Example of a warehouse with narrow aisles.
Scores for this system:
|Total investment cost||3||The investment required is fairly high, but can be worthwhile given the improvement in the other criteria.|
|Handling cost||2||The labour costs for handling are lower because the entire operation is carried out using mechanical equipment.|
|Handling capacity||5||The speed of movements obtained with the system means this factor grows spectacularly.|
|Use of the surface area||6||
This ratio is very high, thanks to the use of very narrow aisles and the entire height of the warehouse.
Flow racks for picking
In terms of person-to-goods strategies, the picking system for small pieces providing the best performance is the one based on the use of flow racks.
Each box along the picking aisle represents one SKU, with those behind them reserve boxes. The number of aisles required in a warehouse is reduced considerably, as is the distance that the operator has to cover.
Thanks to this minimum space used for aisles, this system makes much better use of the surface area than other types of system.
Warehouse for an airport retail company.
Warehouse for a CD distribution company.
Orders can be prepared in three ways. The simplest is to use a trolley (or a picker) with which the operator moves around the racking units and prepares the order.
The second possibility is to install conveyors on one side of the aisle, adjacent to one of the racking units.
The third option again uses conveyors, but in the centre of the aisle. Here, the emphasis is on the operability of the warehouse at the expense of its capacity. The image above illustrates this third option.
The different structural solutions available allow live picking racking units to be adapted to meet different needs. For example, the higher levels can be used to store pallets with reserve goods, and can even combine live racks for boxes and for pallets. The different options are discussed in more detail in other storage systems articles.
These systems can be improved, considerably increasing the number of operations, with the installation of a pick-to-light system, which indicates from where and in what volume each SKU must be removed. The management system is responsible for managing and controlling these devices.
Carton flow racks for picking are essential when preparing lots of orders with lots of SKUs. If pick-to-light devices are also used, these systems come very close to what is considered automated or goods-to-person picking. In fact, it is common to install these systems along with an automated warehouse for boxes or horizontal carousels when handling consumer goods. In these cases, picking from live racks is managed as part of these automated systems.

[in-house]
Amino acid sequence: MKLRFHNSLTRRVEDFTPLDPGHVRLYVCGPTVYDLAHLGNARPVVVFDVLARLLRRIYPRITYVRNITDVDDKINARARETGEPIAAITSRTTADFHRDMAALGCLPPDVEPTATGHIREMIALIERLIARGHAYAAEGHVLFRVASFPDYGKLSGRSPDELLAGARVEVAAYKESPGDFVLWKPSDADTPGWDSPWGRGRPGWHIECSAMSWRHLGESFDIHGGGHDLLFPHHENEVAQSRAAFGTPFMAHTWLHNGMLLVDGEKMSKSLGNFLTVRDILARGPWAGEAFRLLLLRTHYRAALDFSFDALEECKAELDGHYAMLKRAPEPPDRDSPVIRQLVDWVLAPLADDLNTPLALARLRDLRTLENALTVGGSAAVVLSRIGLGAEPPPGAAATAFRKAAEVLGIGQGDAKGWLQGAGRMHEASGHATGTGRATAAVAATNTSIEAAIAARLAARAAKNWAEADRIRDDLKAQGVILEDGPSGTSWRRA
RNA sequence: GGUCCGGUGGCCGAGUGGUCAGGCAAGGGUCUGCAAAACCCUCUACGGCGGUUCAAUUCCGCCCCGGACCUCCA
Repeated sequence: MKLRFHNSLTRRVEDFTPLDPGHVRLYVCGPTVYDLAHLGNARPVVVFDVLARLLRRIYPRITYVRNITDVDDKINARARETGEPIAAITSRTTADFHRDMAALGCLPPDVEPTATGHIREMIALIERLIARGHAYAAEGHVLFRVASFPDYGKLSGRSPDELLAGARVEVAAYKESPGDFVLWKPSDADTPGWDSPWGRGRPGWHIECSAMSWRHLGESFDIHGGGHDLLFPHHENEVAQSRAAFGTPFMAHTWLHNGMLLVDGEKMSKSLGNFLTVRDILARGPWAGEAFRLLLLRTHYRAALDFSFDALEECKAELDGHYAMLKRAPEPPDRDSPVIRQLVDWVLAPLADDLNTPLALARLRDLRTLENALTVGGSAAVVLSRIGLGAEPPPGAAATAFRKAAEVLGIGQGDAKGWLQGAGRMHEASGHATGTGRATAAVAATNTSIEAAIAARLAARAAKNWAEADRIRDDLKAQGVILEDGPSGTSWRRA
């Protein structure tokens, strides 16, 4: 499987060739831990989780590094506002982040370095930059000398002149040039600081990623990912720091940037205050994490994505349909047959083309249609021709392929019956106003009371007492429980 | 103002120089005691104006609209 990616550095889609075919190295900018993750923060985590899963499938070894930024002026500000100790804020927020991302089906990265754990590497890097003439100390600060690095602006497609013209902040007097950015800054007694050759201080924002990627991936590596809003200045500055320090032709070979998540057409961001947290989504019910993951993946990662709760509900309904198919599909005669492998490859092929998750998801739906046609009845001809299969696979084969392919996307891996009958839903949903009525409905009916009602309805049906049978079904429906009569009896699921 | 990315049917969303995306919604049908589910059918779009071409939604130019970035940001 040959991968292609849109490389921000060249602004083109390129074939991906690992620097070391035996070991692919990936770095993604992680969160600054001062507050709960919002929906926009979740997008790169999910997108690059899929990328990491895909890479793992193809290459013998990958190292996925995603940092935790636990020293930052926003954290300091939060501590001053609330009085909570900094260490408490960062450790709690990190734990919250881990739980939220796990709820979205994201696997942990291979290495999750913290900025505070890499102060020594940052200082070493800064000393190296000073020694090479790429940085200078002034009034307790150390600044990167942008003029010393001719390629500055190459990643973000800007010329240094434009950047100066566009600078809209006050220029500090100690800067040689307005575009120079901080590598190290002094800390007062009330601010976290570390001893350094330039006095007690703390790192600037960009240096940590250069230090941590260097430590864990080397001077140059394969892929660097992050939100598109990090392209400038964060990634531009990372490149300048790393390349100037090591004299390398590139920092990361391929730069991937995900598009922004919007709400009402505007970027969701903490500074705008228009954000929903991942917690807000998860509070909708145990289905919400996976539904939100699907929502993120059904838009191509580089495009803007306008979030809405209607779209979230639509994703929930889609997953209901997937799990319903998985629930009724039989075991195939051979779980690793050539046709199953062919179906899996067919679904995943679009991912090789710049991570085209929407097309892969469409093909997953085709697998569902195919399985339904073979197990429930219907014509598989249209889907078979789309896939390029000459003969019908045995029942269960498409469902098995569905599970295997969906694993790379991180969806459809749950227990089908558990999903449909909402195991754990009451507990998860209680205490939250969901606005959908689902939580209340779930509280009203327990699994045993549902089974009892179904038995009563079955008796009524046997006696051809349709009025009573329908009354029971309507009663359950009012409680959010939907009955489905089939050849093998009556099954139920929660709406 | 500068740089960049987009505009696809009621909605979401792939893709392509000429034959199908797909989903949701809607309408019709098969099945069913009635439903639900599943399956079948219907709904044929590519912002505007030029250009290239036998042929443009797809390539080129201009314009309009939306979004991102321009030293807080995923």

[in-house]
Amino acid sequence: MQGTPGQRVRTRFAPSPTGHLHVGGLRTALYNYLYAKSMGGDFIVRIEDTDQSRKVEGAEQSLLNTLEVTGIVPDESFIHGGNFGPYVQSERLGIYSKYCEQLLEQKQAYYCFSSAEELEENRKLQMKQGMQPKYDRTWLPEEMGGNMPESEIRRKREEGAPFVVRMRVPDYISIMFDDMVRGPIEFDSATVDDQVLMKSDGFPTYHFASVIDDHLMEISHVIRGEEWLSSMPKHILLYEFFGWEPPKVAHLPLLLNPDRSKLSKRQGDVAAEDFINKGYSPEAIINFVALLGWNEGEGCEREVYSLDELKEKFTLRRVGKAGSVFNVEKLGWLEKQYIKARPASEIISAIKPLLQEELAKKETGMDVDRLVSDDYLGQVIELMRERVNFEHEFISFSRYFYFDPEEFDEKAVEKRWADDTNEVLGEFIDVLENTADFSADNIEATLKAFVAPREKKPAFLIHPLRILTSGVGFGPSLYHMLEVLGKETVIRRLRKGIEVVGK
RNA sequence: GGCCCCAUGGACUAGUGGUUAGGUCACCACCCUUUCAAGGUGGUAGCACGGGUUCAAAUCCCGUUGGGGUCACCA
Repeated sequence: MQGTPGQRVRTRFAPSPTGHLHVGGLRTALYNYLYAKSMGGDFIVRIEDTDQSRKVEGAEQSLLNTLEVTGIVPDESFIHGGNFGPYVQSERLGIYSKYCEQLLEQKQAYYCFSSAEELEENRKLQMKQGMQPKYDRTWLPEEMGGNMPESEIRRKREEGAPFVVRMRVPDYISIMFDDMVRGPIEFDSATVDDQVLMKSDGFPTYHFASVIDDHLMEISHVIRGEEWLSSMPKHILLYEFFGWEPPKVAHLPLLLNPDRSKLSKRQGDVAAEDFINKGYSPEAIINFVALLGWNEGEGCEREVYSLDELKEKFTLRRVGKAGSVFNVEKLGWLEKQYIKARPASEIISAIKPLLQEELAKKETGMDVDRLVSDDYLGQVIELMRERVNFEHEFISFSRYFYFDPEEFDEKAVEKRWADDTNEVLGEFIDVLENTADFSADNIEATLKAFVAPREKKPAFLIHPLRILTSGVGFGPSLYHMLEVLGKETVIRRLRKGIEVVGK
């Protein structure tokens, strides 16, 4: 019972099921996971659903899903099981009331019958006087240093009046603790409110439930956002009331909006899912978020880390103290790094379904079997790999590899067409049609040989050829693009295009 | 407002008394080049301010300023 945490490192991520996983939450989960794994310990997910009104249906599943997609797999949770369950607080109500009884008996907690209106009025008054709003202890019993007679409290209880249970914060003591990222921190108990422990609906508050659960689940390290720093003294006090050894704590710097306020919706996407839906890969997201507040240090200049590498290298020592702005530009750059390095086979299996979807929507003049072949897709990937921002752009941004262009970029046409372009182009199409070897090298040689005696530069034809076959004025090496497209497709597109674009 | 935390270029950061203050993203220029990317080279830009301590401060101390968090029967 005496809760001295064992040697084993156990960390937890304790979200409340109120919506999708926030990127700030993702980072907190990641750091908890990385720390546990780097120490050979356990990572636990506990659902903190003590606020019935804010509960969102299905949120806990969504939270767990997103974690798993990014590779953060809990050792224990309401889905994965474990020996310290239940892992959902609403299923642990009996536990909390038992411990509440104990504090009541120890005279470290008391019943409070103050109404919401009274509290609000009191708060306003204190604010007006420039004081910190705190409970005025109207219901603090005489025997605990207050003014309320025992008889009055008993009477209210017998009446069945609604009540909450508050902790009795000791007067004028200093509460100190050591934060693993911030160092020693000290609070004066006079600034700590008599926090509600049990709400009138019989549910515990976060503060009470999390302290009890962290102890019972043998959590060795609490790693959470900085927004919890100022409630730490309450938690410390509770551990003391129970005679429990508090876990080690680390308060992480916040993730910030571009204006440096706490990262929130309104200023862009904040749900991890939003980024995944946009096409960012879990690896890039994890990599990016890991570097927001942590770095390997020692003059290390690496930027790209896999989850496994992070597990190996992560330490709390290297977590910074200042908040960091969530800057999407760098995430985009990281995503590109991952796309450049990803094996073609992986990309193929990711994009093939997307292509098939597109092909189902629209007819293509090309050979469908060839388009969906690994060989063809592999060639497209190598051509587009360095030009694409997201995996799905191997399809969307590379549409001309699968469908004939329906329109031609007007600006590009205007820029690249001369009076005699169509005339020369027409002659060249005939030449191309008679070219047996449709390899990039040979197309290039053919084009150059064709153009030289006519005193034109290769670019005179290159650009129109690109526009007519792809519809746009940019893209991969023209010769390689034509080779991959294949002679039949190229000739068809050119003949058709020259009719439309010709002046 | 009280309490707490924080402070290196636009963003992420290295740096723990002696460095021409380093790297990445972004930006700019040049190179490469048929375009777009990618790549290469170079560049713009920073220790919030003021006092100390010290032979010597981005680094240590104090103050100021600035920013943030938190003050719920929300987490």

Scores for this system:
|Total cost of investment||8||The cost of the investment is average (even though it is an 8, this is offset by the advantages and efficiency it provides).|
|Cost of handling||2||
The handling cost is very low, given that the efficiency of the personnel is greater with this system.
|Handling capacity||8||Very high in environments with a large number of operations, particularly if pick-to-light is used.|
|Use of the surface area||8||
Very high, due to fewer aisles. Inefficient use of height, except when the space above the flow racks is used for reserve pallets.
The goods-to-person strategy
This principle, the complete opposite of the person-to-goods principle, involves bringing the units to the operator so that the movement of the operator is reduced to a minimum. This system eliminates the downtime produced when moving from one position to another to deposit or pick goods.
Unlike the systems seen previously, the process for depositing of the product in position and its picking are practically manual, although the movement of the units is almost totally automated.
The storage systems that use this strategy are vertical storage (Clasimat), horizontal carousels (Spinblock), and miniload stacker cranes.
Although some of these systems have already been described in the "Goods-to-person solution" article, they are examined again below from the perspective of the four productivity and efficiency measures used in this article.